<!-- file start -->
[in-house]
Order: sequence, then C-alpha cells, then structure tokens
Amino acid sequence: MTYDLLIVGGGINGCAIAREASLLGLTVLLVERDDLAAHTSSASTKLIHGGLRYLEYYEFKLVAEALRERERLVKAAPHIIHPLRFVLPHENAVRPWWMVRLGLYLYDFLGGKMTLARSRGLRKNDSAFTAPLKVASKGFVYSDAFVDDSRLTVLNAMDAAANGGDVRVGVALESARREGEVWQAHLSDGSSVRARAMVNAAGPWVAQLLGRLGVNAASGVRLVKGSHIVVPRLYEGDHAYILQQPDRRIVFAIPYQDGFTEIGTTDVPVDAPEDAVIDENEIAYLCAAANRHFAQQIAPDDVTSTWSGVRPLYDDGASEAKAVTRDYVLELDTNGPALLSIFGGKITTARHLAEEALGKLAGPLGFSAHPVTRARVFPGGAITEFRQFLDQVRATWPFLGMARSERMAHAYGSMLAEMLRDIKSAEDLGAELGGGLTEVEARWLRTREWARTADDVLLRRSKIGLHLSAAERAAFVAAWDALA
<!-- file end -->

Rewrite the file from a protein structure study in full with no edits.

[in-house]
Order: sequence, then C-alpha cells, then structure tokens
Amino acid sequence: MTYDLLIVGGGINGCAIAREASLLGLTVLLVERDDLAAHTSSASTKLIHGGLRYLEYYEFKLVAEALRERERLVKAAPHIIHPLRFVLPHENAVRPWWMVRLGLYLYDFLGGKMTLARSRGLRKNDSAFTAPLKVASKGFVYSDAFVDDSRLTVLNAMDAAANGGDVRVGVALESARREGEVWQAHLSDGSSVRARAMVNAAGPWVAQLLGRLGVNAASGVRLVKGSHIVVPRLYEGDHAYILQQPDRRIVFAIPYQDGFTEIGTTDVPVDAPEDAVIDENEIAYLCAAANRHFAQQIAPDDVTSTWSGVRPLYDDGASEAKAVTRDYVLELDTNGPALLSIFGGKITTARHLAEEALGKLAGPLGFSAHPVTRARVFPGGAITEFRQFLDQVRATWPFLGMARSERMAHAYGSMLAEMLRDIKSAEDLGAELGGGLTEVEARWLRTREWARTADDVLLRRSKIGLHLSAAERAAFVAAWDALA